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UBC Theses and Dissertations

Efficient numerical techniques for predicting process-induced stresses and deformations in composite structures Arafath, Abdul Rahim Ahamed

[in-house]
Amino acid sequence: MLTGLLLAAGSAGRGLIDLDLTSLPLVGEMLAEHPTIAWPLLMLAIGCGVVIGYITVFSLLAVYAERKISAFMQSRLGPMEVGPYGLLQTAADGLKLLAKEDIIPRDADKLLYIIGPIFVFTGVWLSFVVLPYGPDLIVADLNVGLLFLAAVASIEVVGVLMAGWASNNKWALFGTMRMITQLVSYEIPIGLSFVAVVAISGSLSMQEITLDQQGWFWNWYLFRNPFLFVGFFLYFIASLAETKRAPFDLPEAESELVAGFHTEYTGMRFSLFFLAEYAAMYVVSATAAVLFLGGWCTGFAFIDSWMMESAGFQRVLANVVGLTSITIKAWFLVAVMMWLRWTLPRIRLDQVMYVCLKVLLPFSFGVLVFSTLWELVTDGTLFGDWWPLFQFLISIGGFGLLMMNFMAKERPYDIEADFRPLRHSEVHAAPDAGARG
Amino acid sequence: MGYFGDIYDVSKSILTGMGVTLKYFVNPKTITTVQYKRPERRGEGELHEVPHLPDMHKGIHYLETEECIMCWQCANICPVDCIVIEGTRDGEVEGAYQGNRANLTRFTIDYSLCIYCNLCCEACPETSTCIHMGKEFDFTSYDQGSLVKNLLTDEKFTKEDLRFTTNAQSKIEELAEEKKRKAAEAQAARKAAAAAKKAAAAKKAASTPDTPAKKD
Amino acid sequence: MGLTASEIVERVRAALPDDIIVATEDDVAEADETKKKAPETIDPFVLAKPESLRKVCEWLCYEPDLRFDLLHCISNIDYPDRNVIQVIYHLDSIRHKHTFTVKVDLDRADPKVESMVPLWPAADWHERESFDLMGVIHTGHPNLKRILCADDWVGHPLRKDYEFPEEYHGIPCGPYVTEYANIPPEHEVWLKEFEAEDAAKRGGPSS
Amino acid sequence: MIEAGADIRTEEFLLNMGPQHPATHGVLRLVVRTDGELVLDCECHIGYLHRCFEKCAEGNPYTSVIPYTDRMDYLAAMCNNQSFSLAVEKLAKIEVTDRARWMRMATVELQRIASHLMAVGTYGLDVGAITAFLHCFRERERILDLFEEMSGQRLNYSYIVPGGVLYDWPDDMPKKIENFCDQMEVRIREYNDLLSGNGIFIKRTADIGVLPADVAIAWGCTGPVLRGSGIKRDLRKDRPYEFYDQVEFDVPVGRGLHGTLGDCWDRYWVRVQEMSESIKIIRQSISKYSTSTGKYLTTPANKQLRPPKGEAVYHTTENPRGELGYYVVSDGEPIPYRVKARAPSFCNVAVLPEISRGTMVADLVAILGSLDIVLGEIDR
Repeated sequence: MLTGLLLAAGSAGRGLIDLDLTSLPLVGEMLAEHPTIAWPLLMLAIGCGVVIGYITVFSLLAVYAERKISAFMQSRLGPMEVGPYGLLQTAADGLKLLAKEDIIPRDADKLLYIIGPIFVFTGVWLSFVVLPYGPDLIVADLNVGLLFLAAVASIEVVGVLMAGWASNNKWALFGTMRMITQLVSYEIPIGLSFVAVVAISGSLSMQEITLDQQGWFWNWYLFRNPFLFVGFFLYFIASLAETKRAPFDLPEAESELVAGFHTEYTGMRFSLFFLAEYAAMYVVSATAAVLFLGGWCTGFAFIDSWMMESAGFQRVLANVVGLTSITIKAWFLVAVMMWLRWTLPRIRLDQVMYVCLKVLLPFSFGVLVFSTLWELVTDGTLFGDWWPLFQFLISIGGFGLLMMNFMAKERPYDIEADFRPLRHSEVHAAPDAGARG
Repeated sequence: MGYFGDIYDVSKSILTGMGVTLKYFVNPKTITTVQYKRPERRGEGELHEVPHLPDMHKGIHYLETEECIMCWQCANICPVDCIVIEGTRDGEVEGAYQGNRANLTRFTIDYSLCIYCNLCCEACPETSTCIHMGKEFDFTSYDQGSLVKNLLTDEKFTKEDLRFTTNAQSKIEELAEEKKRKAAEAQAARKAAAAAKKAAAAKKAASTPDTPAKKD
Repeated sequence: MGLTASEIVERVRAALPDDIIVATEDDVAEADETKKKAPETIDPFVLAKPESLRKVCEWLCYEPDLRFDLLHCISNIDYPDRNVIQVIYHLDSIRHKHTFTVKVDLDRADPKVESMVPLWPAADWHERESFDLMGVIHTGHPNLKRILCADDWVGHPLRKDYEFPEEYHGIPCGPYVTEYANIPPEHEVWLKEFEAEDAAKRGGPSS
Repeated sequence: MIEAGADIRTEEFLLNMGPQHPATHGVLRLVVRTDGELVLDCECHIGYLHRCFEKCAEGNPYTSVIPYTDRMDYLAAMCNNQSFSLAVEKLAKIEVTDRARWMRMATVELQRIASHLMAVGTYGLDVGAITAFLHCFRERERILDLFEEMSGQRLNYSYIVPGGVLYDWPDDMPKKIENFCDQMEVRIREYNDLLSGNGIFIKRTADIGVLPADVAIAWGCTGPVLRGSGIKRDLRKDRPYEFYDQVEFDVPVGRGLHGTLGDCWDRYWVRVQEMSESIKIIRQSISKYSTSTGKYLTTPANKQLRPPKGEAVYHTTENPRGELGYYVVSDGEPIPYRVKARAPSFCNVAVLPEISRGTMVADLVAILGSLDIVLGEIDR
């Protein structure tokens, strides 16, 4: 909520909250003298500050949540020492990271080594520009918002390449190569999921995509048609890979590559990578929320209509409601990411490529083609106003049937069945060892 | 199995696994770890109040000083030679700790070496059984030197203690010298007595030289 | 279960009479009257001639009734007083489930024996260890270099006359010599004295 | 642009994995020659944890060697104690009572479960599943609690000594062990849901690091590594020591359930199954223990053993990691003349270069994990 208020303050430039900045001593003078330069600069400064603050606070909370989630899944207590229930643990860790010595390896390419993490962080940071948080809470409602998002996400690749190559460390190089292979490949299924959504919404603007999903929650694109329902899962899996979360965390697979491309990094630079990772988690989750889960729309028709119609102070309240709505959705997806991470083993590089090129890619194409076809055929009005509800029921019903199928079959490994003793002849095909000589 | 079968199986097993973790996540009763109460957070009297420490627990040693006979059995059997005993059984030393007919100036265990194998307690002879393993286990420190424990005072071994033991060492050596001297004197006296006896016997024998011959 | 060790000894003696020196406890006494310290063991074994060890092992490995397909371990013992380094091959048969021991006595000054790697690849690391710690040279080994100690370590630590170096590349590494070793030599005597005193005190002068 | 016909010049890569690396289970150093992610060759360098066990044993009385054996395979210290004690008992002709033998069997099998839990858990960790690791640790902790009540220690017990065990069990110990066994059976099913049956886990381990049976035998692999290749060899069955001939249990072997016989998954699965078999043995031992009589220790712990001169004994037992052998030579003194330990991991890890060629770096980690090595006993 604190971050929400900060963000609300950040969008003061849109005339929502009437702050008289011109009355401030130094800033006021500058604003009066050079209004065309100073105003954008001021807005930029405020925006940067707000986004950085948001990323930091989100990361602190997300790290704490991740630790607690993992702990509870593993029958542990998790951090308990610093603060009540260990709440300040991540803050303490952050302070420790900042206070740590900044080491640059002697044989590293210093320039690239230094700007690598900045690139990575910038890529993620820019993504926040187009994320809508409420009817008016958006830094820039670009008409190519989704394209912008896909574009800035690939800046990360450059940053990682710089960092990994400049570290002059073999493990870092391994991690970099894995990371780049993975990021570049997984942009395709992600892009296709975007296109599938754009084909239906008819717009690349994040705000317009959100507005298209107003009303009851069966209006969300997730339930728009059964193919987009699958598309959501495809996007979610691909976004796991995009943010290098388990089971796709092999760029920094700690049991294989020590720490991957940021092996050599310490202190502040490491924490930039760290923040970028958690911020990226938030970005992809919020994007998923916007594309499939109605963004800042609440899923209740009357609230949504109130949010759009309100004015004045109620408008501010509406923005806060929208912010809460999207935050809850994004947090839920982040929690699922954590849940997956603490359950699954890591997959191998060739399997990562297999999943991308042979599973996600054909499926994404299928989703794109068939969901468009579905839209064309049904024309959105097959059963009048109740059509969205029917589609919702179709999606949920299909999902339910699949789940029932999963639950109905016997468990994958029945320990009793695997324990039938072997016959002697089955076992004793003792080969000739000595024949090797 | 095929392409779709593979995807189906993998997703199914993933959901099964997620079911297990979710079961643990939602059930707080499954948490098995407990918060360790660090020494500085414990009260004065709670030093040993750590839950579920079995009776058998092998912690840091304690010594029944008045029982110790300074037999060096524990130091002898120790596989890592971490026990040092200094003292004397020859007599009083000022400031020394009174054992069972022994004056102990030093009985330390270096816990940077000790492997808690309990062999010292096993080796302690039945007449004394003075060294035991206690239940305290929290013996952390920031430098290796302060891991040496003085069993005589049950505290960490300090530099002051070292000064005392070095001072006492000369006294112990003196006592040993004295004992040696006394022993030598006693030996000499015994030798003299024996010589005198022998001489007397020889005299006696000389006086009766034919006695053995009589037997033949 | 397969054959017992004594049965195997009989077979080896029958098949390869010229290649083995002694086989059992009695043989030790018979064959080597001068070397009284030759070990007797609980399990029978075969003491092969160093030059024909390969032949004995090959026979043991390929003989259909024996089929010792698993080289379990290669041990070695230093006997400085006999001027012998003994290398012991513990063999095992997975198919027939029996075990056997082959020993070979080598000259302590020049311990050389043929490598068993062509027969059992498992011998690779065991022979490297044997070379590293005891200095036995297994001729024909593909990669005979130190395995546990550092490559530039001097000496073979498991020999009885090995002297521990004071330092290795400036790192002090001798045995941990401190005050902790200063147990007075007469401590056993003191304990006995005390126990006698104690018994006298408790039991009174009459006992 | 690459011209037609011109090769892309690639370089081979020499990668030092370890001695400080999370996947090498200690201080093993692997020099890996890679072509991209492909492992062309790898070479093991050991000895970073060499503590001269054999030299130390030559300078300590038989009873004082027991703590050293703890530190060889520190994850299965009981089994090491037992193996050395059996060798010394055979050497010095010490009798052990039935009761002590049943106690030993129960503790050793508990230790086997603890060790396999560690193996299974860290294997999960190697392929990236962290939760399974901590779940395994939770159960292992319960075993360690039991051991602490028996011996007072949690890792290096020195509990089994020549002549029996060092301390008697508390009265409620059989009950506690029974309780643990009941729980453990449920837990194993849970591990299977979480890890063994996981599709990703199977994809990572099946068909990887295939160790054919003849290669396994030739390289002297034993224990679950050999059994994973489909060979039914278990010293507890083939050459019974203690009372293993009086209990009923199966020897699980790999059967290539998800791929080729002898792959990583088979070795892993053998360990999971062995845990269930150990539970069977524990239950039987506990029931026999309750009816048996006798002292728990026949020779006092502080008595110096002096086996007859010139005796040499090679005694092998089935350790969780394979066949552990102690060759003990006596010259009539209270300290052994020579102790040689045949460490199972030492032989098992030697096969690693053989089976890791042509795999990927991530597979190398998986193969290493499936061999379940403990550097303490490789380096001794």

During the last two decades of research work in numerical modelling of autoclave processing of composite structures, several models have been developed ranging from simple one-dimensional elastic to sophisticated three dimensional viscoelastic models. Some of the common problems faced by these numerical models are the non-familiarity of general users with these models, their non-versatility, their inefficiency when running large problems and the interpretation and validation of the results produced by these models. The main objective of this research work is to initiate the development of the next generation process model for autoclave processing of composite structures to address the above problems. This development is carried out by building on the already established knowledge of process modelling within the UBC Composites Group. The developed next generation process model consists of a set of numerical tools which range in complexity from a simple and robust closed-form analytical tool to a more general and adaptive shell-based finite element analysis tool that provides a modeller with a choice depending on the time and cost constraints. According to the developed closed-form solution, the axial stress variation in the thickness direction of a flat composite part varies exponentially with the through-thickness coordinate and its gradient depends on the part material and geometrical properties. It is shown that the process-induced unbalanced moment develops mainly at the initial stages of the curing process where the through-thickness stress gradient is significant. The process-induced effects in a curved part due to the thermal strain mismatch between the part and the tool in the tangential direction is similar to the process-induced effects in a flat part. Apart from the tangential thermal strain mismatch, the radial thermal strain mismatch between the part and the tool also induces stresses in a curved part. These stresses are due to the radial and tangential constraints applied by the tool on the part to conform the part to the tool shape. The unbalanced moment due to these stresses mostly develop at the cool-down portion of the cure cycle when the material is fully cured.

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